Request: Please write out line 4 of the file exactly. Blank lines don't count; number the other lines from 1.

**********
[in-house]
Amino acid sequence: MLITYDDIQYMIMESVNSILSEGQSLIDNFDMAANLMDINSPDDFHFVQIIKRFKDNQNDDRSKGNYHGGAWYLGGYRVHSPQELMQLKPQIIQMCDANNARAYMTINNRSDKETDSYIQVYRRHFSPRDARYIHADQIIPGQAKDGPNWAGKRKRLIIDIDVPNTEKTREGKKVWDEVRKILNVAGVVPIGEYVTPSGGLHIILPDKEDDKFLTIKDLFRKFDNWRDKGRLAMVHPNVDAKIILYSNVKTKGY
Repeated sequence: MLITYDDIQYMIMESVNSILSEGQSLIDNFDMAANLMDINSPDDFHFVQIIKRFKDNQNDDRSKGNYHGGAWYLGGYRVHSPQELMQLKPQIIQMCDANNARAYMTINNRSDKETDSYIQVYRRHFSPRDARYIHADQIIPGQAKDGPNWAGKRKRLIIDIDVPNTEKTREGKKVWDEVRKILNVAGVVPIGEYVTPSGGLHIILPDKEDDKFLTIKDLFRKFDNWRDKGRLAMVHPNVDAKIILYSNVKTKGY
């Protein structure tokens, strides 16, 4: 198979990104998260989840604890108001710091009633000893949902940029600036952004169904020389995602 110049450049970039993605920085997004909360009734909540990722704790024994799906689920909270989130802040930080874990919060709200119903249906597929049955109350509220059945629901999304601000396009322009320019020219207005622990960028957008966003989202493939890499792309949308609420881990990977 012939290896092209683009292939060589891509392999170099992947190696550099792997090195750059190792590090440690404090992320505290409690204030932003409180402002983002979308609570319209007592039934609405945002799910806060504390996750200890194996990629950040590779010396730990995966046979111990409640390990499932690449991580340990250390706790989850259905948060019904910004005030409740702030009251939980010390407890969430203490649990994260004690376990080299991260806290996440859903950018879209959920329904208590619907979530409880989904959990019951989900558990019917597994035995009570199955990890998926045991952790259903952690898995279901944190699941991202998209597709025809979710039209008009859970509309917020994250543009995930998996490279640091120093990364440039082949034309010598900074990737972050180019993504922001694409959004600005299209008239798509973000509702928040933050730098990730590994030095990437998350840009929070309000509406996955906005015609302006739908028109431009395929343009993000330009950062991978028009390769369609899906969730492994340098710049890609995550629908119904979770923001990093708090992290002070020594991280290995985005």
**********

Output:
């Protein structure tokens, strides 16, 4: 198979990104998260989840604890108001710091009633000893949902940029600036952004169904020389995602 110049450049970039993605920085997004909360009734909540990722704790024994799906689920909270989130802040930080874990919060709200119903249906597929049955109350509220059945629901999304601000396009322009320019020219207005622990960028957008966003989202493939890499792309949308609420881990990977 012939290896092209683009292939060589891509392999170099992947190696550099792997090195750059190792590090440690404090992320505290409690204030932003409180402002983002979308609570319209007592039934609405945002799910806060504390996750200890194996990629950040590779010396730990995966046979111990409640390990499932690449991580340990250390706790989850259905948060019904910004005030409740702030009251939980010390407890969430203490649990994260004690376990080299991260806290996440859903950018879209959920329904208590619907979530409880989904959990019951989900558990019917597994035995009570199955990890998926045991952790259903952690898995279901944190699941991202998209597709025809979710039209008009859970509309917020994250543009995930998996490279640091120093990364440039082949034309010598900074990737972050180019993504922001694409959004600005299209008239798509973000509702928040933050730098990730590994030095990437998350840009929070309000509406996955906005015609302006739908028109431009395929343009993000330009950062991978028009390769369609899906969730492994340098710049890609995550629908119904979770923001990093708090992290002070020594991280290995985005």